How amazing was Hannibal's crossing of the Alps?


The Primary Record

Polybius was decidely UNimpressed:

Polybius, Book 3, Chapters 47-48
Some of the writers who have described this passage of the Alps, from the wish to impress their readers by the marvels they recount of these mountains, are betrayed into two vices most alien to true history; for they are compelled to make both false statements and statements which contradict each other.
While on the one hand introducing Hannibal as a commander of unequalled courage and foresight, they incontestably represent him to us as entirely wanting in prudence, and again, being unable to bring their series of falsehoods to any close or issue they introduce gods and the sons of gods into the sober history of the facts.
By representing the Alps as being so steep and rugged that not only horses and troops accompanied by elephants, but even active men on foot would have difficult in passing, and at the same time picturing to us the desolation of the country as being such, that unless some god or hero had met Hannibal and showed him the way, his whole army would have gone astray and perished utterly, they unquestionably fall into both the above vices.
For in the first place can we imagine a more imprudent general or a more incompetent leader than Hannibal would have been, if with so large an army under his command and all his hopes of ultimate success resting on it, he did not know the roads and the country? ...
Similarly, in what they say about the loneliness, and the extreme steepness and difficulty of the road, the falsehood is manifest. For they never took the trouble to learn that the Celts who live near the Rhone not on one or on two occasions only before Hannibal's arrival but often, and not at any remote date but quite recently, had crossed the Alps with large armies ... nor are they aware that there is a considerable population in the Alps themselves...
Of course Hannibal did not act as these writers describe, but conducted his plans with sound practical sense. He had ascertained by careful inquiry the richness of the country into which he proposed to descend and the aversion of the people to the Romans, and for the difficulties of the route he employed as guides and pioneers natives of the country, who were about to take part in his adventure.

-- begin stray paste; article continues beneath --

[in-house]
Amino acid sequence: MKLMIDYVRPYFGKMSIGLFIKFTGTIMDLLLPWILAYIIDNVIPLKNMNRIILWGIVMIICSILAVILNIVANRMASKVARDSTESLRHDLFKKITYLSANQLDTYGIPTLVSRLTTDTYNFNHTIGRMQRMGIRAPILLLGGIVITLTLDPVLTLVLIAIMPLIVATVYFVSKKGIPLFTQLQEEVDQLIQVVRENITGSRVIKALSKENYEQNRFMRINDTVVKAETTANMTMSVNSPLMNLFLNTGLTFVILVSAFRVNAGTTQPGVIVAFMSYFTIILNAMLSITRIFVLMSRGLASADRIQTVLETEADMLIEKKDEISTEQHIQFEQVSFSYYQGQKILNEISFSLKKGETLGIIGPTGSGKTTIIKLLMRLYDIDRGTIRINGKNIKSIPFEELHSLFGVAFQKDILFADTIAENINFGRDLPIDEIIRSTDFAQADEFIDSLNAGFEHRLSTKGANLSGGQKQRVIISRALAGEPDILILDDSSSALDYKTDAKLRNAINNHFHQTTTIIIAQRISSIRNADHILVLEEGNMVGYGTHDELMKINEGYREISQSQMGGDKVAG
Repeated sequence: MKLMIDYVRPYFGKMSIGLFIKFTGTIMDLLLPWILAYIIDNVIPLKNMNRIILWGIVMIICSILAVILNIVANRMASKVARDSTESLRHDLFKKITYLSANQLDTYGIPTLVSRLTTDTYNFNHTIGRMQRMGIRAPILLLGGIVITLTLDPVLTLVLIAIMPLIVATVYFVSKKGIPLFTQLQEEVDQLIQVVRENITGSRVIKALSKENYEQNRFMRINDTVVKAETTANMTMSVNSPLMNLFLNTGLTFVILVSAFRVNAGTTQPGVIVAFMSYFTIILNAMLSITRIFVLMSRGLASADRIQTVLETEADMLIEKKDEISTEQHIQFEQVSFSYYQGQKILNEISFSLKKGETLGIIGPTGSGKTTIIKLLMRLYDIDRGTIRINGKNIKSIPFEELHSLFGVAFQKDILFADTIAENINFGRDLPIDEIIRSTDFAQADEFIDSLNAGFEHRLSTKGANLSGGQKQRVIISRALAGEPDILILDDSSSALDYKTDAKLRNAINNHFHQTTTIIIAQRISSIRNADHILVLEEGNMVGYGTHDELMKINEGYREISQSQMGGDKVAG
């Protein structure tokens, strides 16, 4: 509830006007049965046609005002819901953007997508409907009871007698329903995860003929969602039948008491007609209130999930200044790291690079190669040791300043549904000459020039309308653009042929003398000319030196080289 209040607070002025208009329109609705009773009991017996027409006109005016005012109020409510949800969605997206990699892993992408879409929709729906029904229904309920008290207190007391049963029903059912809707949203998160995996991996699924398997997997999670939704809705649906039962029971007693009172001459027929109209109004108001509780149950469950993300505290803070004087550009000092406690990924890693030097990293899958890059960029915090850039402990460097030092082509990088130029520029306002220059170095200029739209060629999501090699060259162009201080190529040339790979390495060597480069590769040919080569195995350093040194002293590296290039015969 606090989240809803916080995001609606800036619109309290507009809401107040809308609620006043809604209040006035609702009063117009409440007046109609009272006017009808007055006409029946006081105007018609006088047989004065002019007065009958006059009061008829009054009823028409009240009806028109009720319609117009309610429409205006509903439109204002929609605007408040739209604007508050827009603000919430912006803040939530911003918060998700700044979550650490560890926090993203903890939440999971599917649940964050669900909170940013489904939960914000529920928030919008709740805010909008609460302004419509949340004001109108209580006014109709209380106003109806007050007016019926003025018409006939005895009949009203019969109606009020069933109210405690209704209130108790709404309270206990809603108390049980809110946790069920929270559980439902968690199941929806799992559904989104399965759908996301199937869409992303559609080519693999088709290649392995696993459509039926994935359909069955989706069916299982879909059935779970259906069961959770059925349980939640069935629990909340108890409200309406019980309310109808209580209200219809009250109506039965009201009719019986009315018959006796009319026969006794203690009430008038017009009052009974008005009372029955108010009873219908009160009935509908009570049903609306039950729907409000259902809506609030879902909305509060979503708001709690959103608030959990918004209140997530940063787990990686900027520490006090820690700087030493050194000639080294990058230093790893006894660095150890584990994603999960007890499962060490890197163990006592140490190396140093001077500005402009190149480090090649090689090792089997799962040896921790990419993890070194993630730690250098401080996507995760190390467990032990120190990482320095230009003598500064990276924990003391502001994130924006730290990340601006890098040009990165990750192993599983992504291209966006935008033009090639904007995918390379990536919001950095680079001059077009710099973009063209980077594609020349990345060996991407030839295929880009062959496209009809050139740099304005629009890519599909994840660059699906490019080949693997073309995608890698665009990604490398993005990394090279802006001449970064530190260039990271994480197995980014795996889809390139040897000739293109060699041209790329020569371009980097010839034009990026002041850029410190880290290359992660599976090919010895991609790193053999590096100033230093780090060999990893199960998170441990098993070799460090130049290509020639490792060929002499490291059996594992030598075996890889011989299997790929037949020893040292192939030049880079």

On these points I can speak with some confidence as I have inquired about the circumstances from men present on the occasion and have personally inspected the country and made the passage of the Alps to learn for myself and see..

On the other hand, the fact that Polybius feels the need to attack these writers (plural) shows that - even in Polybius's day - Hannibal's crossing of the Alps had become legendary.  Many ancient writers believed (erroneously) that the Alps were impassable.  Meanwhile, Roman propaganda had every reason to enhance Hannibal's achievement; if you are fighting a superhuman opponent, it excuses why you lose the first few battles, and it makes your ultimate victory just so much more glorious ... so the Roman accounts bulled up Hannibal.

Livy is a case in point.  Although he has Hannibal berating his troops for their fear of the Alps - 'People actually live in the Alps, for goodness’ sake!' (30.7) - he throughout his account emphasises the huge dangers and difficulties Hannibal faced, and he even (erroneously) denies that the Great and Little St Bernard Passes were open in Hannibal's time (38.8).  So, again, the implication in Livy is that Hannibal's achievement was unprecedented.



The Secondary Interpretations

Most secondary sources seem prepared to echo the adulation of the ancients!

William Turner, 1812

When the great(est) British painter William Turner portrayed Hannibal Crossing the Alps, he portrayed tiny, powerless men, struggling against a landscape and weather of overwhelming power.  The only possible inference is that Hannibal's feat was a monument of achievement.

Modern historians
Similarly, it is impossible to read modern historians' accounts of the crossing without coming across words like 'legendary', 'remarkable', heroic' and 'amazing'. 

The wikipedia article on Hannibal's Crossing of the Alps comments:

Hannibal crossing the Alps, in 218 BC, was ... one of the most celebrated achievements of any military force in ancient warfare.

And the children's website is even more effusive:

In a master stroke of military strategy that was as unconventional as it was daring, Hannibal made the courageous and outrageous decision to cross the mightly Alps with his invasion force


However, recently, Dexter Hoyos in Hannibal's Dynasty (2003) has criticised Hannibal on three grounds: 

a. he lost 36,000 men - hardly the actions of a 'successful' campaign;
b. he failed to negotiate a safe passage with the local tribes and had to fight his way through;
c. he mis-timed his march and ended up going over the pass in winter.




The following websites will help you complete the task:

You can see an interesting visual representation of Hannibal's losses crossing of the Alps here.



Write an answer to the following question:

''Hannibal's success in crossing the Alps was an achievement of genius.' How far do the ancient sources support this opinion?

In your answer you should:

• give a brief account of Hannibal's crossing of the Alps;

• explain how Hannibal succeeded;

• show knowledge of the relevant sections of Polybius and Livy;

• consider how reliable you think these sources are.                                                [30]